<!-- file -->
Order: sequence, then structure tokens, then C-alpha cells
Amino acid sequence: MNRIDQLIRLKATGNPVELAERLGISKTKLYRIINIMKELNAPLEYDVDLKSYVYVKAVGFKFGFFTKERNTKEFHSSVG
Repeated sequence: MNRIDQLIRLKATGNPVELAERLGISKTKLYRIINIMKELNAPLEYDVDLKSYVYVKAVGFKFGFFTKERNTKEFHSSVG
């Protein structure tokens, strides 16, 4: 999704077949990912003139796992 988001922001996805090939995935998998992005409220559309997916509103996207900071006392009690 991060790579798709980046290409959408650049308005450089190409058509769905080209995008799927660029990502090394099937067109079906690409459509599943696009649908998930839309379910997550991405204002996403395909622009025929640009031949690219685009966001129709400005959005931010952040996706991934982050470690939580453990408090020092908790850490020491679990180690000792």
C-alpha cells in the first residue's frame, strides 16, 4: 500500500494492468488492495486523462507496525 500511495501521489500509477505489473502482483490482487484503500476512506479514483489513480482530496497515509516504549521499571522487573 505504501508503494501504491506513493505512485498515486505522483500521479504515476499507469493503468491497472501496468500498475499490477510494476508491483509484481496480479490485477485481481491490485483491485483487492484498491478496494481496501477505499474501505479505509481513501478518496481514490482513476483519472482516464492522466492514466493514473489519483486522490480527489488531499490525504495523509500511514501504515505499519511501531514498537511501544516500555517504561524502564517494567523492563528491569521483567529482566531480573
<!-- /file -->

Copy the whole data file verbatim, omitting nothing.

Order: sequence, then structure tokens, then C-alpha cells
Amino acid sequence: MNRIDQLIRLKATGNPVELAERLGISKTKLYRIINIMKELNAPLEYDVDLKSYVYVKAVGFKFGFFTKERNTKEFHSSVG
Repeated sequence: MNRIDQLIRLKATGNPVELAERLGISKTKLYRIINIMKELNAPLEYDVDLKSYVYVKAVGFKFGFFTKERNTKEFHSSVG
């Protein structure tokens, strides 16, 4: 999704077949990912003139796992 988001922001996805090939995935998998992005409220559309997916509103996207900071006392009690 991060790579798709980046290409959408650049308005450089190409058509769905080209995008799927660029990502090394099937067109079906690409459509599943696009649908998930839309379910997550991405204002996403395909622009025929640009031949690219685009966001129709400005959005931010952040996706991934982050470690939580453990408090020092908790850490020491679990180690000792």
C-alpha cells in the first residue's frame, strides 16, 4: 500500500494492468488492495486523462507496525 500511495501521489500509477505489473502482483490482487484503500476512506479514483489513480482530496497515509516504549521499571522487573 505504501508503494501504491506513493505512485498515486505522483500521479504515476499507469493503468491497472501496468500498475499490477510494476508491483509484481496480479490485477485481481491490485483491485483487492484498491478496494481496501477505499474501505479505509481513501478518496481514490482513476483519472482516464492522466492514466493514473489519483486522490480527489488531499490525504495523509500511514501504515505499519511501531514498537511501544516500555517504561524502564517494567523492563528491569521483567529482566531480573